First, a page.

Due to encryption used and other setups in I2P (howto built up tunnels, latency, ...) it is quite expensive in CPU time to build a tunnel. This is why a destination is only allowed to have a max of 6 IN and 6 OUT tunnels to transport data. With a max of 50 kb/sec per tunnel, a destination could use roughly 300 kb/sec traffic combined ( in reality it could be more if shorter tunnels are used with low or no anonymity available). Used tunnels are discarded every 10 minutes and new ones are built up. This change of tunnels (and sometimes clients that shutdown hard due to usage of "shut down at once" or situations where there is power loss) does sometimes break tunnels and connections, as seen on the IRC2P Network in loss of connection (ping timeout) or on when using eepget.
With a limited set of destinations and a limited set of tunnels per destination, one I2P node only uses a limited set of tunnels across other I2P nodes. For example, if an I2P node is "hop1" in the small example above, we only see 1 participating tunnel originating from the client. If we sum up the whole I2P network, only a rather limited number of participating tunnels could be built with a limited amount of bandwidth all together. If one distributes these limited numbers across the number of I2P nodes, there is only a fraction of available bandwidth/capacity available for use.
To remain anonymous one router should not be used by the whole network for building tunnels. If one router does act as a tunnel router for ALL I2P nodes, it becomes a very real central point of failure as well as a central point to grab IPs and data from the clients. This is not good. I2P attempts to spread the load across a lot of I2P nodes because of this reason.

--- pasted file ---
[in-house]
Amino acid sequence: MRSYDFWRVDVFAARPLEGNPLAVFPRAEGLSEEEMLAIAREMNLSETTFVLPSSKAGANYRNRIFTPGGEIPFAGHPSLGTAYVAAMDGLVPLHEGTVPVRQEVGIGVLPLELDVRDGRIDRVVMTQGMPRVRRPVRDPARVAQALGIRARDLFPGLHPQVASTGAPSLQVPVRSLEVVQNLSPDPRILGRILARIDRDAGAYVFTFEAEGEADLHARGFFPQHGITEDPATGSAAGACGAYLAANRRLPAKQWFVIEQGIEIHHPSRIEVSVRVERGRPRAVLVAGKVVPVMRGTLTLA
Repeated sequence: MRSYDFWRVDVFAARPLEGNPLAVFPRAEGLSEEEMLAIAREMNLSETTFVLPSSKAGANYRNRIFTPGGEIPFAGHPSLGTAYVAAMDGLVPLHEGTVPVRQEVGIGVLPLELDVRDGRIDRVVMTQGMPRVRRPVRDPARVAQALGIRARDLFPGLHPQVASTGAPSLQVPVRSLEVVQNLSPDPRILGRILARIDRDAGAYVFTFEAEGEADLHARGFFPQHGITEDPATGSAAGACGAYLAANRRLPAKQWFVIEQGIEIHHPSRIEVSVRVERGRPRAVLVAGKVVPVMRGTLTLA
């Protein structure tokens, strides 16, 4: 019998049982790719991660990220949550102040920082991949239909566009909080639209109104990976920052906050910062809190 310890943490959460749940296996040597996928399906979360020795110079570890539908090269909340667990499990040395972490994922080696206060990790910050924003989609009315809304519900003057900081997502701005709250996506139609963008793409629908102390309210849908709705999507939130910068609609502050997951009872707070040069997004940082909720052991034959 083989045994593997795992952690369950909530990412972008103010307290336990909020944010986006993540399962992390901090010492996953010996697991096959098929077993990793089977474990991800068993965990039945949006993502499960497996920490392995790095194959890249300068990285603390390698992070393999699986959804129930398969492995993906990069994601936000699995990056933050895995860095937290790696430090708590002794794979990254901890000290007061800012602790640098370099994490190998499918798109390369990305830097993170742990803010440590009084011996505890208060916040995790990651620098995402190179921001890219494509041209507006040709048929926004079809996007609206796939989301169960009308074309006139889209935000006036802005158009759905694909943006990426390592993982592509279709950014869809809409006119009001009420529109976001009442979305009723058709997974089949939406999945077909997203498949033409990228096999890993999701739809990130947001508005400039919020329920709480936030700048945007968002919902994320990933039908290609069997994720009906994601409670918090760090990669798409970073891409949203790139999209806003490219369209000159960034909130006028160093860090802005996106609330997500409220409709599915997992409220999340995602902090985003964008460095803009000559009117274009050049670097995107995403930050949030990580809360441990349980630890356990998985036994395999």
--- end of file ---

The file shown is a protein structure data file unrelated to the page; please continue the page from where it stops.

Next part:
Another point is the full mesh network. Each connection hop-hop utilizes one TCP or UDP connection on the I2P nodes. With 1000 connections, one sees 1000 TCP connections. That is quite a lot and some home and small office routers (DSL, cable,..) only allow a small number of connections (or just go mad if you use more than X connections). I2P tries to limit these connections to be under 1500 per UDP and per TCP type. This limits the amount of traffic routed across your I2P node as well.
In summary, I2P is very complex and there is no easy way to pinpoint why your node is not used. If your node is reachable and has a bandwidth setting of >128 kbyte/sec shared and is reachable 24/7, it should be used after some time for participating traffic. If it is down in between, the testing of your I2P node done by other nodes will tell them: you are not reachable. This blocks your node for at least 24h on other nodes. So, the other nodes which tested you as down will not use your node for 24h for building tunnels. This is why your traffic will be lower after a restart/shutdown for a minimum of 24h.
Also: other I2P nodes needs to know your I2P router to test it for reachability and capacity. It takes time for other nodes to get known to your node. It will be faster if you use I2P and build more tunnels, e.g. use a torrent or www for some time.
For possible future performance improvements see Future Performance Improvements.
For past performance improvements see the Performance History.